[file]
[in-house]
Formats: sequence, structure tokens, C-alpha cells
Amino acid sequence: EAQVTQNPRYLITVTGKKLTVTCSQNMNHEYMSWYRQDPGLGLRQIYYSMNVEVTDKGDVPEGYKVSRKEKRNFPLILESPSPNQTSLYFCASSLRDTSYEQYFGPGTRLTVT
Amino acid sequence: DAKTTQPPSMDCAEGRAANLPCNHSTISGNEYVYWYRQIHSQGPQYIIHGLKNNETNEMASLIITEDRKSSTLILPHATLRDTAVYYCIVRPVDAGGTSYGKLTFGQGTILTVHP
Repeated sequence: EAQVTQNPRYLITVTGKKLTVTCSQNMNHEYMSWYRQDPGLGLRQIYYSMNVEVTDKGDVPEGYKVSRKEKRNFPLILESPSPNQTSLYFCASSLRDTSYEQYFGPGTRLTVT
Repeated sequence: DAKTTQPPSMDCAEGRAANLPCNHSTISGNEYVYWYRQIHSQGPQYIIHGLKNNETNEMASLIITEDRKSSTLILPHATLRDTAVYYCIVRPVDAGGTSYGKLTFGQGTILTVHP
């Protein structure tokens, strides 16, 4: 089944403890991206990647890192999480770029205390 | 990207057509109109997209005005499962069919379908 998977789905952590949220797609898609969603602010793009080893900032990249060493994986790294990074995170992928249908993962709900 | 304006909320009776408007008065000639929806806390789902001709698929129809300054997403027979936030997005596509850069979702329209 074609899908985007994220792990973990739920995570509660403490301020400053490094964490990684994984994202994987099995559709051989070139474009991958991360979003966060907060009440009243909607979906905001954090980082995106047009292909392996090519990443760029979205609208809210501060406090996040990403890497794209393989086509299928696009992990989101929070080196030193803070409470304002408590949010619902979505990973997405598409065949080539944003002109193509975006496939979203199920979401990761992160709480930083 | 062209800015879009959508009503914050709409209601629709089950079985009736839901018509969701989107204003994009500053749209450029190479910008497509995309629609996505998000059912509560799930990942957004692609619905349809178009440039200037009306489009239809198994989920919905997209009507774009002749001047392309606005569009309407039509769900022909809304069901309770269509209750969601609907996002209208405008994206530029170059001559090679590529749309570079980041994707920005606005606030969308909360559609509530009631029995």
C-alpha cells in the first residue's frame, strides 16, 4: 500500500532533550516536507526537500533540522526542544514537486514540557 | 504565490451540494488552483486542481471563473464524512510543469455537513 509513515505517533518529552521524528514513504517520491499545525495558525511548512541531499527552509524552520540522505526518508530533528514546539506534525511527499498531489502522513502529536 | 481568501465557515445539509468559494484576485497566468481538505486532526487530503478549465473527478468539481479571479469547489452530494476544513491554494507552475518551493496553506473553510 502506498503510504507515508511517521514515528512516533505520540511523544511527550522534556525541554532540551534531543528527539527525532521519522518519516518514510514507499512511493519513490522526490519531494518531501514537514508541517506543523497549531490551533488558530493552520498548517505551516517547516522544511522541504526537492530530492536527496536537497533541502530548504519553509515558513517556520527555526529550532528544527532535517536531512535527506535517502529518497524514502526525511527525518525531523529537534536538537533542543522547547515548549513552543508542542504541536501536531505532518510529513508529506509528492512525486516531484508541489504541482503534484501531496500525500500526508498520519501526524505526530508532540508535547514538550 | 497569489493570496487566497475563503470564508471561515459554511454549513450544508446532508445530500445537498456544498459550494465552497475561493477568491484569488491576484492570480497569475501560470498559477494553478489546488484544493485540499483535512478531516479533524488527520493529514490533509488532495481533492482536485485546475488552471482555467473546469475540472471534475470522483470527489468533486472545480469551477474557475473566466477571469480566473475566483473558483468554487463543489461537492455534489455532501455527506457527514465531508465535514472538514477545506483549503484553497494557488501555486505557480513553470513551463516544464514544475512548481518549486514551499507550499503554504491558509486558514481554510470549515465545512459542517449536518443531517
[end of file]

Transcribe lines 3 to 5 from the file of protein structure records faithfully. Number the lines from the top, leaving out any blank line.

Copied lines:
Amino acid sequence: EAQVTQNPRYLITVTGKKLTVTCSQNMNHEYMSWYRQDPGLGLRQIYYSMNVEVTDKGDVPEGYKVSRKEKRNFPLILESPSPNQTSLYFCASSLRDTSYEQYFGPGTRLTVT
Amino acid sequence: DAKTTQPPSMDCAEGRAANLPCNHSTISGNEYVYWYRQIHSQGPQYIIHGLKNNETNEMASLIITEDRKSSTLILPHATLRDTAVYYCIVRPVDAGGTSYGKLTFGQGTILTVHP
Repeated sequence: EAQVTQNPRYLITVTGKKLTVTCSQNMNHEYMSWYRQDPGLGLRQIYYSMNVEVTDKGDVPEGYKVSRKEKRNFPLILESPSPNQTSLYFCASSLRDTSYEQYFGPGTRLTVT